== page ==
City Paper is not for tourists
Last night, at the advanced screening of Food, Inc., the audience broke into cheers and boos to punctuate the filmmakers’ more salient points about what has gone wrong with our food system. Sure, the documentary was preaching to the converted; it was a Viva los Farmers Markets! crowd at the E Street Cinema. But some revelations were pretty stomach-churning.
Consider these nuggets:
- Most of what we buy in the supermarket these days – even the meat, poultry and some farmed fish – was produced with genetically modified corn or soybeans.
- The Food and Drug Administration has already approved the sale of meat and milk from cloned livestock, despite the clamor for more scientific studies. It doesn’t have to be labeled. So, you wouldn’t even know it if you were sloshing down your (GMO) cornflakes right now with milk from a cow clone.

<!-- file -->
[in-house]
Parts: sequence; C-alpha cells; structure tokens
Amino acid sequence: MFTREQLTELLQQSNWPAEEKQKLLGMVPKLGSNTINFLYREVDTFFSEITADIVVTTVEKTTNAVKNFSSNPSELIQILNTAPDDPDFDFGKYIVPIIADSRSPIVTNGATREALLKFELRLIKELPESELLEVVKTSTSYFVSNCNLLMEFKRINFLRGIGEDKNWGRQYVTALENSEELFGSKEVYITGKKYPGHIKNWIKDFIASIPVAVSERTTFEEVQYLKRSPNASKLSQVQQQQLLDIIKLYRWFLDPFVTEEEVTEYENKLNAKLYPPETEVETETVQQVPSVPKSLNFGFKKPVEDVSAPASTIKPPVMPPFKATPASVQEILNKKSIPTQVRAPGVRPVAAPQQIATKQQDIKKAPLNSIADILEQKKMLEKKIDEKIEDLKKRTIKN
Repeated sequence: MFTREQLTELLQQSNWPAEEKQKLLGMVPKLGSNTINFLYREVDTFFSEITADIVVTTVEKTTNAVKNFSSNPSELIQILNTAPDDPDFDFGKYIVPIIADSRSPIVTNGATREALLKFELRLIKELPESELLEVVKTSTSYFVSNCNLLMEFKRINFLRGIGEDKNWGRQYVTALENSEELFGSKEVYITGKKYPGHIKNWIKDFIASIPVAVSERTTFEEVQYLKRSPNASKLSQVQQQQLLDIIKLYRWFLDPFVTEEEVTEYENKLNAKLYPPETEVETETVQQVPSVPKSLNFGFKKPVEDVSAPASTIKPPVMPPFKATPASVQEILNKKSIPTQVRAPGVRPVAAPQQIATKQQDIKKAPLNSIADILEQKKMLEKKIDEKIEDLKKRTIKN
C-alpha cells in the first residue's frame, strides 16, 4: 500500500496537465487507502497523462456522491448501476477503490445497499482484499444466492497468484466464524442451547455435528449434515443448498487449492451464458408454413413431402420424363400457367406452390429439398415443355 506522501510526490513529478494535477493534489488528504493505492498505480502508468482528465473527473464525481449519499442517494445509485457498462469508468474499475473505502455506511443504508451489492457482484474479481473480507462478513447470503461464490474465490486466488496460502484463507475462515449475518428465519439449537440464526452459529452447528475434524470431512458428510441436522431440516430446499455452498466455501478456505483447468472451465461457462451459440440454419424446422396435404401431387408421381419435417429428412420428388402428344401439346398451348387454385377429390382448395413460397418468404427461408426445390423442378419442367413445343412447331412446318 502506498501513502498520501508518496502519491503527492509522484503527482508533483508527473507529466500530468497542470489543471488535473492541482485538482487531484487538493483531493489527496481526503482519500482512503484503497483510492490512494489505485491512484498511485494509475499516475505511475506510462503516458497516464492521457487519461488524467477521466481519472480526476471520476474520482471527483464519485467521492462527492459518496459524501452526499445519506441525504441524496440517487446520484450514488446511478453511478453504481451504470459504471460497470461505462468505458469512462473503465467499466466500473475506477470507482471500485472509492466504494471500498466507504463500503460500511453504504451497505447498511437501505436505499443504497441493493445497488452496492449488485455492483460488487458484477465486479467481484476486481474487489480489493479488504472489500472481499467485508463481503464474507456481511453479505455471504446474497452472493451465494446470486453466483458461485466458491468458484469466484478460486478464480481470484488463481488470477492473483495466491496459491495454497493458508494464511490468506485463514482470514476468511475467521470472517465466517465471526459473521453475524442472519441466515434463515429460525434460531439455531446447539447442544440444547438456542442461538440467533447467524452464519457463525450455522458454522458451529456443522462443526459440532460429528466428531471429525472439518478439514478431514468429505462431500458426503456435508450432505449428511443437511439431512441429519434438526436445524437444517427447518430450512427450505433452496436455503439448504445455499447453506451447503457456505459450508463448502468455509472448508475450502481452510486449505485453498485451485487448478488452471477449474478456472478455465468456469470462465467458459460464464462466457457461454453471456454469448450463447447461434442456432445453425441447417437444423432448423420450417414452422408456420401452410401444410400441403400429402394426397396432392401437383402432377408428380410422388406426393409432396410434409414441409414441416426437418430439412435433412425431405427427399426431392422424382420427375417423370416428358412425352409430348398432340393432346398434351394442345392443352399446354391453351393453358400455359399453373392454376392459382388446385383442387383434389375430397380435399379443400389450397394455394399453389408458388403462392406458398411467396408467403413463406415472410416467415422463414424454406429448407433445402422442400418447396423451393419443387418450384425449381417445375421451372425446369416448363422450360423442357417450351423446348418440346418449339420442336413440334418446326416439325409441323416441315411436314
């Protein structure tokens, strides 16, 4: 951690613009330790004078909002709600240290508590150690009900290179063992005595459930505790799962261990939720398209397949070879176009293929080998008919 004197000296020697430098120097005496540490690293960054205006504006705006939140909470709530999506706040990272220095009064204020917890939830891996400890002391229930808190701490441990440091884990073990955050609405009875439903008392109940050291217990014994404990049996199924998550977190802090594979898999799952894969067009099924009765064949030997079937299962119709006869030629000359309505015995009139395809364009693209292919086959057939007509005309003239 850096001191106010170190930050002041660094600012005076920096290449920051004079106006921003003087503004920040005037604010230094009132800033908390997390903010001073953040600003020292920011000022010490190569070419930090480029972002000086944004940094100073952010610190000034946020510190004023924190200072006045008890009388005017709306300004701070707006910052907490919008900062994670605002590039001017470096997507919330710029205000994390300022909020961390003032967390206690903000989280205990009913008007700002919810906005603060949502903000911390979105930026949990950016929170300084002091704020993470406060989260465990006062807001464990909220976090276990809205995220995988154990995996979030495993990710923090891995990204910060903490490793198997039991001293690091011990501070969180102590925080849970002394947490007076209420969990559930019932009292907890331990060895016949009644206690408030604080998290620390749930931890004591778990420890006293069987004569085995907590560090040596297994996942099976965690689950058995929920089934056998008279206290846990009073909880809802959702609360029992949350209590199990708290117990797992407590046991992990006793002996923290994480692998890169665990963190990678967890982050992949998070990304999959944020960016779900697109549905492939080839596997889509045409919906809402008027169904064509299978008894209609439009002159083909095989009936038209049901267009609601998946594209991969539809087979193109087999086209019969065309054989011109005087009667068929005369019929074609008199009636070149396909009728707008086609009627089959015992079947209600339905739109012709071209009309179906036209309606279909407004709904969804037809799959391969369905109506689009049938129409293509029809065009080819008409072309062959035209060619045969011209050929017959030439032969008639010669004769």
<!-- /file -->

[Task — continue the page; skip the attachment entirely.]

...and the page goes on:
- Meat, soft drinks and an array of obesity-causing snacks and fast foods are cheaper than vegetables, thanks to decades of nonsensical (to anybody but a small number of large corporations) government policies.
- An estimated 76 million Americans are sickened, 325,000 are hospitalized and 5,000 die each year from food-borne illnesses, according to the Centers for Disease Control and Prevention.
If you’ve already enjoyed a steady diet of books in this genre – Eric Schlosser’s Fast Food Nation, Michael Pollan’s The Omnivore’s Dilemma, Paul Robert’s The End of Food, to name a few – you probably already know all this. Though the hidden camera shots inside slaughterhouses speak a thousand words, as the saying goes.